It notes: "The diminution is due to the decrease of the agricultural part of the population. The size of the township is 648 acres." This remark presumably refers to the decline between 1881 and 1891, a decline of 28%.
The National Gazetteer of Great Britain and Ireland (1868) has the following entry:
"CRASTER, a township in the parish of Embleton, Bamburgh ward, in the county of Northumberland, 5½ miles N.E. of Alnwick, its post town. The village, situated near the coast of the North Sea, is called Craster Sea Houses. Craster Tower, the seat of Thomas Wood Craster, Esq., is a fine structure of basalt, and commands a view of the German Ocean through the chasms of a bold chain of rocks running between it and the sea."l
White's Directory of 1841 says, "Craster Township, 6 miles NE of Alnwick contains a small village called Craster Sea Houses..." Kelly's Directory of 1879 refers to, "Craster, situated on the German Ocean." Bulmer's Directory of 1887 says, "...the village of Craster, a short distance from the sea, is occupied by persons employed chiefly in fishing and the fish curing trade." Kelly's Directory of 1897 says, "Herring and other fisheries are carried on here to a considerable extent, there are large premises erected for curing herring in the occupation of Messrs W. Archbold & Sons, Mr Robert Grey and Messrs J. & C. Archbold. Here is a coastguard station with rocket apparatus, the property of the Board of Trade, the staff consists of one chief officer and four boatmen."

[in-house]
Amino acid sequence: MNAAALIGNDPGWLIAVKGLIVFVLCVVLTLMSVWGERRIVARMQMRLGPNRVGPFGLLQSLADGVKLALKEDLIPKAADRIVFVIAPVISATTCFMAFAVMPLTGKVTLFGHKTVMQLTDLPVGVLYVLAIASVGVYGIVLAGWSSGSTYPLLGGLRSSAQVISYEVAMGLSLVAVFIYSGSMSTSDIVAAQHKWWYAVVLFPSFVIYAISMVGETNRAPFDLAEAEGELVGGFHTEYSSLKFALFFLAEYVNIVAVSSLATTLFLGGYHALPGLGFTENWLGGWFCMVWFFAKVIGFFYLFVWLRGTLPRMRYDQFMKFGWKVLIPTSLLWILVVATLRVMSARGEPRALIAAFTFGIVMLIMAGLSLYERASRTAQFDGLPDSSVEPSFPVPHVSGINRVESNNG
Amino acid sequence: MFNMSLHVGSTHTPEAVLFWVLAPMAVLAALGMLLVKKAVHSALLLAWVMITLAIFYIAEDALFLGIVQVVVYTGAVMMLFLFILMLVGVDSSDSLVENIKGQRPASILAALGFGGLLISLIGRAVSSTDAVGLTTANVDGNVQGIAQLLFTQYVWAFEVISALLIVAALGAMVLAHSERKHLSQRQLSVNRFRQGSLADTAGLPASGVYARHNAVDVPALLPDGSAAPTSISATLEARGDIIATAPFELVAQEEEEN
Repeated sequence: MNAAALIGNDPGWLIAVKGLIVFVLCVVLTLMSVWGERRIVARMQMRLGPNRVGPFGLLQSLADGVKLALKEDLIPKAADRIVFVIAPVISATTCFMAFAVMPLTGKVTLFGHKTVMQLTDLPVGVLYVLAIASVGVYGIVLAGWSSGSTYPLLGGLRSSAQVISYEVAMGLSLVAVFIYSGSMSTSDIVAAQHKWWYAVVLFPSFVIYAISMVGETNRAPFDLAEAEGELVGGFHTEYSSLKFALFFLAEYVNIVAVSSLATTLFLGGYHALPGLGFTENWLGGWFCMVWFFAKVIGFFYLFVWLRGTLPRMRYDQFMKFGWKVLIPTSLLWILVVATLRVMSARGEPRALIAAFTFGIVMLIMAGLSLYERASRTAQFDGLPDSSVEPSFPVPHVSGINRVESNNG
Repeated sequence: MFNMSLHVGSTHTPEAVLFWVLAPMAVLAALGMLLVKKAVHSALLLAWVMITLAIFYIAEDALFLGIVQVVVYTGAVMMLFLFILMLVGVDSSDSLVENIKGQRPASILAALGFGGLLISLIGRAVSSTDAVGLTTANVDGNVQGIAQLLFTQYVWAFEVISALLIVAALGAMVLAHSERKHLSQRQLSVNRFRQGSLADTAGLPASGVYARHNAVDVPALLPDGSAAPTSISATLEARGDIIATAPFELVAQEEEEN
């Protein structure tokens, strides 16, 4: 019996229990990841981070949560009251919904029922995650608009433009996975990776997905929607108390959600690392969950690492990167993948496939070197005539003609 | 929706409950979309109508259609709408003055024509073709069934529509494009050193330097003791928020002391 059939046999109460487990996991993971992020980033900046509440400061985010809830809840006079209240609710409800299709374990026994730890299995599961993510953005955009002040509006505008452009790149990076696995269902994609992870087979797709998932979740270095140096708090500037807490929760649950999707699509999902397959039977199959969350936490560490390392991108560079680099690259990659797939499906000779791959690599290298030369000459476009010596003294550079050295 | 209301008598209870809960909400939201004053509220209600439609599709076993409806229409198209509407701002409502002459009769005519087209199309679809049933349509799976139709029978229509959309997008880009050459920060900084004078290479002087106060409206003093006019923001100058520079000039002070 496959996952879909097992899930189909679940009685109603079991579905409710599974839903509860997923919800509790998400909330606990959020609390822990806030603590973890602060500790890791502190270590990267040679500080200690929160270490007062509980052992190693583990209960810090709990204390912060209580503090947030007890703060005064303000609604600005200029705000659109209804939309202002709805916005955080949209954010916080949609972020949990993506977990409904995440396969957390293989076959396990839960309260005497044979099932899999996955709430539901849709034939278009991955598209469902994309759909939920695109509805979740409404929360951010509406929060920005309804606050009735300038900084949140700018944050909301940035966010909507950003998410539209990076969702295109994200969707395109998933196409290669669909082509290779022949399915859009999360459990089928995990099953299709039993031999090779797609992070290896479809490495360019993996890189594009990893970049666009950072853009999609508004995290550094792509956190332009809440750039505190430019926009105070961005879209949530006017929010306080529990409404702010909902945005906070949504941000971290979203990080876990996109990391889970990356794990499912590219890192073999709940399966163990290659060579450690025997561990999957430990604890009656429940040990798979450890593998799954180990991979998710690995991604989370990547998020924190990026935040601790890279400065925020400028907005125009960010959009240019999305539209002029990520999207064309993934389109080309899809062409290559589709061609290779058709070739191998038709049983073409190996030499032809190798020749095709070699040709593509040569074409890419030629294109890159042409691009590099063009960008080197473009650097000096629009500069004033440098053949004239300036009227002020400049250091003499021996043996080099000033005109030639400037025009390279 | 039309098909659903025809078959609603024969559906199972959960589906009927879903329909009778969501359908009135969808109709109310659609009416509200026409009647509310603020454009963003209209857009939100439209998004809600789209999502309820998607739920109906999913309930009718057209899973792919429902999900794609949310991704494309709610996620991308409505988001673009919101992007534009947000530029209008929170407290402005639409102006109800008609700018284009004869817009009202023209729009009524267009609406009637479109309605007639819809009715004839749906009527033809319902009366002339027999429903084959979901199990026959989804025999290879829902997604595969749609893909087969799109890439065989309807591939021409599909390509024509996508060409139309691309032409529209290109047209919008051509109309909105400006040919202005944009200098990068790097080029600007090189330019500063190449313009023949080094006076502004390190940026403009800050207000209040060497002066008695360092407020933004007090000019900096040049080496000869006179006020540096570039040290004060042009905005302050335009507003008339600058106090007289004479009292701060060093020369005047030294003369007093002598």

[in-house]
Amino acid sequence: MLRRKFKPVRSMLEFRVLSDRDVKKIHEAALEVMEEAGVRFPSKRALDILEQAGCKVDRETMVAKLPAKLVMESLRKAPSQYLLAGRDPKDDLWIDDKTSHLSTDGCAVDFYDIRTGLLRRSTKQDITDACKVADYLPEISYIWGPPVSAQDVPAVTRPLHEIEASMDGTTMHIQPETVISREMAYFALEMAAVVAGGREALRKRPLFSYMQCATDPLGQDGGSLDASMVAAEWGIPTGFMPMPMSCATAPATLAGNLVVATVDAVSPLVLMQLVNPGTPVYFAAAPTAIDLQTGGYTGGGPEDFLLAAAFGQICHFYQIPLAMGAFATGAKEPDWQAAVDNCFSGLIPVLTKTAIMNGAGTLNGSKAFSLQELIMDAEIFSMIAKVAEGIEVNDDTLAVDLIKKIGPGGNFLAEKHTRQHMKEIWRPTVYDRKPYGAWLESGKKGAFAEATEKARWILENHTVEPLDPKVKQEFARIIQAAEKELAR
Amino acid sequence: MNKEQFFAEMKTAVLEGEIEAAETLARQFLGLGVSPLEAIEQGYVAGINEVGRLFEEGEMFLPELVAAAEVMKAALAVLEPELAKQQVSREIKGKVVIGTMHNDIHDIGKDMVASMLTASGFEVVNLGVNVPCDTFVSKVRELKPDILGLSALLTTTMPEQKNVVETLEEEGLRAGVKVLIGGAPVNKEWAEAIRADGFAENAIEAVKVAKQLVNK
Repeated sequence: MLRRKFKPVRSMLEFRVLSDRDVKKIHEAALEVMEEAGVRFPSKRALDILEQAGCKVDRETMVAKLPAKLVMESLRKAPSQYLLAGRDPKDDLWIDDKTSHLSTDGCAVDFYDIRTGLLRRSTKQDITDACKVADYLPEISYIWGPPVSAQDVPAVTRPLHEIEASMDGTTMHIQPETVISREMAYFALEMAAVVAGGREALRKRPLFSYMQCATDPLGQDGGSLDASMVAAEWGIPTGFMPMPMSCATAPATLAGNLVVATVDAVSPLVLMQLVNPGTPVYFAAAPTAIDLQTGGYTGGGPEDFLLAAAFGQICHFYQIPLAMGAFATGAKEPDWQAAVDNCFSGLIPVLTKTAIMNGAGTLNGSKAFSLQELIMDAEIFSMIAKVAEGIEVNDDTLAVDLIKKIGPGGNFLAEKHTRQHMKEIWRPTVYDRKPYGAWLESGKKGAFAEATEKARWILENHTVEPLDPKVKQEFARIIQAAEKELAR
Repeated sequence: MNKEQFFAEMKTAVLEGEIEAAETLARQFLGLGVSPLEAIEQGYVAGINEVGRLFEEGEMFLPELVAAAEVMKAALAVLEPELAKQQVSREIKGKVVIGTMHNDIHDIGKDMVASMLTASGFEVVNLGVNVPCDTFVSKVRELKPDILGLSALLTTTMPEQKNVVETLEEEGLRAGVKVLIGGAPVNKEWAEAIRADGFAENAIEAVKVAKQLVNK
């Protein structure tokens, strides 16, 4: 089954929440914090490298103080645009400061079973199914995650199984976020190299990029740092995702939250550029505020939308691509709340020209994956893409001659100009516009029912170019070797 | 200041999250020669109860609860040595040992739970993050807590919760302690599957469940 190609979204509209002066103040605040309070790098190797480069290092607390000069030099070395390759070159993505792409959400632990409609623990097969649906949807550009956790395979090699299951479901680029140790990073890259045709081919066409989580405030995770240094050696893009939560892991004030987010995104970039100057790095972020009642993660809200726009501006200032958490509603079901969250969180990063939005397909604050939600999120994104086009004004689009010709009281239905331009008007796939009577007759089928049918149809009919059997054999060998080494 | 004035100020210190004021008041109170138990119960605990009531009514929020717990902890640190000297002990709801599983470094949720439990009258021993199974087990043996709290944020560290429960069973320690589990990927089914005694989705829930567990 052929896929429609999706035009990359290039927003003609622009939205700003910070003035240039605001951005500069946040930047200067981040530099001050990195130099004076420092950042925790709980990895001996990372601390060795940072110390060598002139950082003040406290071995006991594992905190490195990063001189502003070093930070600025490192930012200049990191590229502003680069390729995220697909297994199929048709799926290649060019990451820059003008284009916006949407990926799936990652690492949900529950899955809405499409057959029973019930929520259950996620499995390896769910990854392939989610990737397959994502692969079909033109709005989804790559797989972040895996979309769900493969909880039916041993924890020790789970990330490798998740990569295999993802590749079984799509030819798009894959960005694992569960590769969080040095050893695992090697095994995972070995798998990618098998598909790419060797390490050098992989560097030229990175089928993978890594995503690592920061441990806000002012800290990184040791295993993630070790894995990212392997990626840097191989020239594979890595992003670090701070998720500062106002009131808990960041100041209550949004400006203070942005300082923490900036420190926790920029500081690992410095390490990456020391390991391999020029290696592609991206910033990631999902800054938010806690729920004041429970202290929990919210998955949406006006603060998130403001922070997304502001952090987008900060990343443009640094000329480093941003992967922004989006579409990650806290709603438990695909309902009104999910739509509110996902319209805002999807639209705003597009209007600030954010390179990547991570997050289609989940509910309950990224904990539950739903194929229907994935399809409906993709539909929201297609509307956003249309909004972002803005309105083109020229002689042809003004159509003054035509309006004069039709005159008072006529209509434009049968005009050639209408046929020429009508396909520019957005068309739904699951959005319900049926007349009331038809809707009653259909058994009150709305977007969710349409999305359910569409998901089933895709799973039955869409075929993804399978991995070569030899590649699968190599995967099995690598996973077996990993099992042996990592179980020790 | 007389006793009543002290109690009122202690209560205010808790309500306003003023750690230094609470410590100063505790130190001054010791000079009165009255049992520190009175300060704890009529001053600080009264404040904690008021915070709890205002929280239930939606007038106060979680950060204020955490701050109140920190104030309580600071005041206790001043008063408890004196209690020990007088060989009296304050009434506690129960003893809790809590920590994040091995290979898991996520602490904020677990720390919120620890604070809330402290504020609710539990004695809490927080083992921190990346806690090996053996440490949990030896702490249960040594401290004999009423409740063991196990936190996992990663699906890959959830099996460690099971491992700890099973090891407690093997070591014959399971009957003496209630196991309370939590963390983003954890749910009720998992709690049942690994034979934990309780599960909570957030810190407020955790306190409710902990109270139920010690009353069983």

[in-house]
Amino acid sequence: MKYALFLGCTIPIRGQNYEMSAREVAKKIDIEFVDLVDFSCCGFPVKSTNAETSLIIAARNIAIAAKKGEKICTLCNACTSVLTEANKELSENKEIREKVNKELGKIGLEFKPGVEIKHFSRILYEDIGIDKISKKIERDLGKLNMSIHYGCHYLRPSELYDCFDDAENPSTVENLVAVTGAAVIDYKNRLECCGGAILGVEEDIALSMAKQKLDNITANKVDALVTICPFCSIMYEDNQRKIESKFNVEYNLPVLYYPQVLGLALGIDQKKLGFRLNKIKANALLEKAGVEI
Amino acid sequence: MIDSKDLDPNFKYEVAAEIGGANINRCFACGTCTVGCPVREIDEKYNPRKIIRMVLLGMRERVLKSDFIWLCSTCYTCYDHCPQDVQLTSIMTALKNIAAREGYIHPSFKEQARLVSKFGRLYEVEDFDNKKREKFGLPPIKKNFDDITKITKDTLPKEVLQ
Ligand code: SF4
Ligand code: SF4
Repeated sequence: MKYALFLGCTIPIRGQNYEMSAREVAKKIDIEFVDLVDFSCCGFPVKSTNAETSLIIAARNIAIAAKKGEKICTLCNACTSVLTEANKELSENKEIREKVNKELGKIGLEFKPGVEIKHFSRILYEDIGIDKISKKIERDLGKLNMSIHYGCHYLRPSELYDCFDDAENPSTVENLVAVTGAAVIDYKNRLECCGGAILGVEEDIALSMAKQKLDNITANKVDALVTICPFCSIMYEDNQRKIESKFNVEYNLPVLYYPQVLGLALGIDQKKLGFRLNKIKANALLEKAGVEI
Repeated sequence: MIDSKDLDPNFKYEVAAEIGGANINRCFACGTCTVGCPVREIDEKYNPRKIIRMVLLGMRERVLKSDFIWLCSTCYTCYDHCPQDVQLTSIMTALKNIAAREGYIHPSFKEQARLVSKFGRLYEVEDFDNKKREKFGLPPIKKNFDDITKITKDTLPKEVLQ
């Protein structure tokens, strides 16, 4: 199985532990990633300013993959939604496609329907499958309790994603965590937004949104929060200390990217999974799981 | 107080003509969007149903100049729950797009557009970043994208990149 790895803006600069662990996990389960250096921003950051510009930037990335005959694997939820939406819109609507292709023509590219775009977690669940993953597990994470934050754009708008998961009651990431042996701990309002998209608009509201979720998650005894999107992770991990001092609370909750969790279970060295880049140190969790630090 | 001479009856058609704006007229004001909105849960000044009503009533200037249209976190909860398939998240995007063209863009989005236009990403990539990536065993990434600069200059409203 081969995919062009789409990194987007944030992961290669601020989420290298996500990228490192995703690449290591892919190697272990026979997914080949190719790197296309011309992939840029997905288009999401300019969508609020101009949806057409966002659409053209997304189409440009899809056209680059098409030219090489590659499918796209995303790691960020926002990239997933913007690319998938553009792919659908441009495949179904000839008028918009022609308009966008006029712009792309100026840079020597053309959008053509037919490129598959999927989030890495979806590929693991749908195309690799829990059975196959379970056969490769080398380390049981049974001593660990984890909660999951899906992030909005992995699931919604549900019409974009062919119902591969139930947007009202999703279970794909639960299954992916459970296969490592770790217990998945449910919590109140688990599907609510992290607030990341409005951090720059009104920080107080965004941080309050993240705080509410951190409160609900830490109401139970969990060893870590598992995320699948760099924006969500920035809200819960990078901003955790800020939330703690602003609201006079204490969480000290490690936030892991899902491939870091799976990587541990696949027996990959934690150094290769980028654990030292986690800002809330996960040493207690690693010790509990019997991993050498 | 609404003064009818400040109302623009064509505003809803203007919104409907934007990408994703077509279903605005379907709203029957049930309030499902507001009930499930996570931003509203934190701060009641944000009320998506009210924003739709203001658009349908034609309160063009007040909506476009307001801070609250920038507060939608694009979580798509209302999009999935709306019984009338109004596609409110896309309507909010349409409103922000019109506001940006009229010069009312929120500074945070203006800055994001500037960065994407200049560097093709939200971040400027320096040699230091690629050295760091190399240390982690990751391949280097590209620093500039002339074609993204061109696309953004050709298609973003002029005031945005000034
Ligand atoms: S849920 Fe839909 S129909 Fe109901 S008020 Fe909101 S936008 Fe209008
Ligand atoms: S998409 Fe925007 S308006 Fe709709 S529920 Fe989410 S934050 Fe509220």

A village diary was found in William Robert Archbold's collection in the form of notes on exercise paper that appeared to have been copied from an older source. Unfortunately they are without provenance. They may be read by following this link.
It appears that this extract is from the same original document as the larger extract from Eva Archbold's collection. This may be read as a Word document by following this link: